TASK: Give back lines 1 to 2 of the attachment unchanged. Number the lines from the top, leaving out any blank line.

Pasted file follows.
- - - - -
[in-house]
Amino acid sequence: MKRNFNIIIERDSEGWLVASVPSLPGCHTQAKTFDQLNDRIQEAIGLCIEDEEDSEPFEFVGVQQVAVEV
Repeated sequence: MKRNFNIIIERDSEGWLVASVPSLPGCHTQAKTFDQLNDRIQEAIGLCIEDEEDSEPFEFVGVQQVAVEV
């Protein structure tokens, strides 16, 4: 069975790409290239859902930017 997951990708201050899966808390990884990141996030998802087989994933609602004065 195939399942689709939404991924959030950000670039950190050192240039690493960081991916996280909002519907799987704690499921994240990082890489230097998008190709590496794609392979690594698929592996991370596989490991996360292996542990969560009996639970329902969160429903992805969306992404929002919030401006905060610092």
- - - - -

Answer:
[in-house]
Amino acid sequence: MKRNFNIIIERDSEGWLVASVPSLPGCHTQAKTFDQLNDRIQEAIGLCIEDEEDSEPFEFVGVQQVAVEV